The actual “Battles” take place on a board that looks a lot like two Tetris boards set up right next to each other. On the left hand side is your character and on the right hand side is your opponent. As the song starts, a metronome begins, showing you the Beats Per Minute for each song, which could be a fast-paced 180 beats per minute or a slower 120 beats per minute. This is shown to get it into your head, as you will need to land button combinations on each beat.
As the song plays out, you will be offered pieces that contain multiple “Beatons”, which are square color-coded pieces that you can rotate and send down your board. Think of it like Tetris pieces and the blocks that they contain. You can earn points by pushing these down with the right timing with the beat, furthering your score and your progress against your opponent.
Being color-coded, you will need to eliminate the same-color beatons as you progress to clear room for more as well as to create combinations to send “Jammer Beatons” onto your opponent’s board, making it hard for them to keep their count low. The opponent can do this to you as well and you must eliminate normal beatons next to the Jammer Beatons to eliminate the Jammers, and if you get your pieces stacked to high, you will lose, just like in Tetris.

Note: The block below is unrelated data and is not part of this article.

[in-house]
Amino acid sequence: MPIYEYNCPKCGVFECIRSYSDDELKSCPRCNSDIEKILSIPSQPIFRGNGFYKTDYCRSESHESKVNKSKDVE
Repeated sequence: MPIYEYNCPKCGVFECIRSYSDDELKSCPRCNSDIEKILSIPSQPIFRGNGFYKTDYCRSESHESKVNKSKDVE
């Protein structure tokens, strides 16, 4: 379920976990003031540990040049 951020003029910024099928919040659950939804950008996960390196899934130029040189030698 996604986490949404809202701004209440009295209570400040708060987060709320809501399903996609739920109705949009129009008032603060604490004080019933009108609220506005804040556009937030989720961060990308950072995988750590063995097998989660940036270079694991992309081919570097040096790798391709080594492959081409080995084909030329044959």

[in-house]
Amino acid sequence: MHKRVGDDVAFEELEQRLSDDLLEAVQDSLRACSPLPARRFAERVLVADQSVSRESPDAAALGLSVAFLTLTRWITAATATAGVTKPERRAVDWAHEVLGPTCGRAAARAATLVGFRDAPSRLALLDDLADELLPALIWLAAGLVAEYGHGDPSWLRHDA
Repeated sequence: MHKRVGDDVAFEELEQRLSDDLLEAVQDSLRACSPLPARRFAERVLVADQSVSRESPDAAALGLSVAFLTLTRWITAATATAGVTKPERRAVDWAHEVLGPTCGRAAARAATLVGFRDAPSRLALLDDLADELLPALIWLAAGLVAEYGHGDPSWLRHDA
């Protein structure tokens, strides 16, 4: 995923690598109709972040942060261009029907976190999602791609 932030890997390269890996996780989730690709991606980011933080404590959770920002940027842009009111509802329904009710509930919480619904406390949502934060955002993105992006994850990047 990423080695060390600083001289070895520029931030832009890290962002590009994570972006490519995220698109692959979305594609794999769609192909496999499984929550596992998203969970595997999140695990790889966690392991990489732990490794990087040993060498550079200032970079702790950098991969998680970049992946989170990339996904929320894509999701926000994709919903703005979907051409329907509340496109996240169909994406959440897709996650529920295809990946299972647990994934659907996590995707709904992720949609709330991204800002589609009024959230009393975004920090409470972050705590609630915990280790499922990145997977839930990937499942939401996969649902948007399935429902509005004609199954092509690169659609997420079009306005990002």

The key to getting high combo’s is not only connecting colored pieces but keeping it going and eliminating as many Beatons as possible. After you connect three of the same color, they will blink for about 4 beats before they disappear. You can send more pieces down during this time to lengthen the level of the combo if you get pieces with more of the same color that is already blinking. This is an important aspect of the game as it requires very fast hand-eye coordination.
This is crucial as the difficulty of the game can spike a lot. Going into Normal Battle can seem fine for the first two songs, but once the 3rd or 4th start, the opponent AI gets a lot smarter and you’ve got to keep combos going as long as possible to be able to outsmart them and get them to lose for that song. You can also do a better combo with better timing with the beat. So training yourself for those quick reflexes is the key even to winning in Normal Battle.
The game’s length can really depend. There are 17 songs total as well as 13 characters. A skilled player could play through all three Single Player Modes in 2-3 hours. But, it felt like we spent at least that amount of time practicing in Normal Mode to get the feel of the game and how the difficulty spiked. For a beginner to rhythm games and puzzle games, I would say the game should last you at least 4-5 hours, if not more. There is also the extension of that as Arc System has confirmed that they will be bringing characters and songs from Guilty Gear, BlazBlue, and Xblaze: Code Embryo as DLC in the future.
Controls are pretty light for Magical Beat. Despite being developed for the PS Vita, touch controls are not used while you’re playing the game. Perhaps they kept the controls the way they were as an arcade game for a reason. But you will not have to worry about tapping the touch screen or rear touch pad for this, like you do in games like Hatsune Miku: Project Diva f. You will just be using the buttons.